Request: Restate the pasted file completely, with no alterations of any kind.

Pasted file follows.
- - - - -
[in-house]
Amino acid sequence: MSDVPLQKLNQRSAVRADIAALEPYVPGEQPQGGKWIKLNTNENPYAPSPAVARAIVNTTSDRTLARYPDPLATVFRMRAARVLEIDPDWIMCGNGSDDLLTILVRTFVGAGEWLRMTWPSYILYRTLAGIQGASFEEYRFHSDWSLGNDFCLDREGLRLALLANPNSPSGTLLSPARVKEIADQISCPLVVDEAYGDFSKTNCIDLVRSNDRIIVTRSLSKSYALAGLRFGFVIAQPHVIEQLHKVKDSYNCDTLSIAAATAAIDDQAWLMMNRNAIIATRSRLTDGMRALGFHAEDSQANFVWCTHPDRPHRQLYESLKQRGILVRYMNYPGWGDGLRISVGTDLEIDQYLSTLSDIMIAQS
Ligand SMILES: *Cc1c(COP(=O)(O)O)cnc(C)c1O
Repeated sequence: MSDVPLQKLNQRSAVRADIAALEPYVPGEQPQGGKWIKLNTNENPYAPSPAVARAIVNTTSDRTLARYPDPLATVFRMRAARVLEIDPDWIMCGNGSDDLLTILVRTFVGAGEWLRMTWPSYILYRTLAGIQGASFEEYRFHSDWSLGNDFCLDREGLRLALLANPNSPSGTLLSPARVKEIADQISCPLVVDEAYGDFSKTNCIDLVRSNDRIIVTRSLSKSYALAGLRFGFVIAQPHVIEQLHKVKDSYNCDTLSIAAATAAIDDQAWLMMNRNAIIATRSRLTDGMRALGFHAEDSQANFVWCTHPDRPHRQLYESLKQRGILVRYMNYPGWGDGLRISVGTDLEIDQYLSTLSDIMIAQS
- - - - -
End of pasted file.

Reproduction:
[in-house]
Amino acid sequence: MSDVPLQKLNQRSAVRADIAALEPYVPGEQPQGGKWIKLNTNENPYAPSPAVARAIVNTTSDRTLARYPDPLATVFRMRAARVLEIDPDWIMCGNGSDDLLTILVRTFVGAGEWLRMTWPSYILYRTLAGIQGASFEEYRFHSDWSLGNDFCLDREGLRLALLANPNSPSGTLLSPARVKEIADQISCPLVVDEAYGDFSKTNCIDLVRSNDRIIVTRSLSKSYALAGLRFGFVIAQPHVIEQLHKVKDSYNCDTLSIAAATAAIDDQAWLMMNRNAIIATRSRLTDGMRALGFHAEDSQANFVWCTHPDRPHRQLYESLKQRGILVRYMNYPGWGDGLRISVGTDLEIDQYLSTLSDIMIAQS
Ligand SMILES: *Cc1c(COP(=O)(O)O)cnc(C)c1O
Repeated sequence: MSDVPLQKLNQRSAVRADIAALEPYVPGEQPQGGKWIKLNTNENPYAPSPAVARAIVNTTSDRTLARYPDPLATVFRMRAARVLEIDPDWIMCGNGSDDLLTILVRTFVGAGEWLRMTWPSYILYRTLAGIQGASFEEYRFHSDWSLGNDFCLDREGLRLALLANPNSPSGTLLSPARVKEIADQISCPLVVDEAYGDFSKTNCIDLVRSNDRIIVTRSLSKSYALAGLRFGFVIAQPHVIEQLHKVKDSYNCDTLSIAAATAAIDDQAWLMMNRNAIIATRSRLTDGMRALGFHAEDSQANFVWCTHPDRPHRQLYESLKQRGILVRYMNYPGWGDGLRISVGTDLEIDQYLSTLSDIMIAQS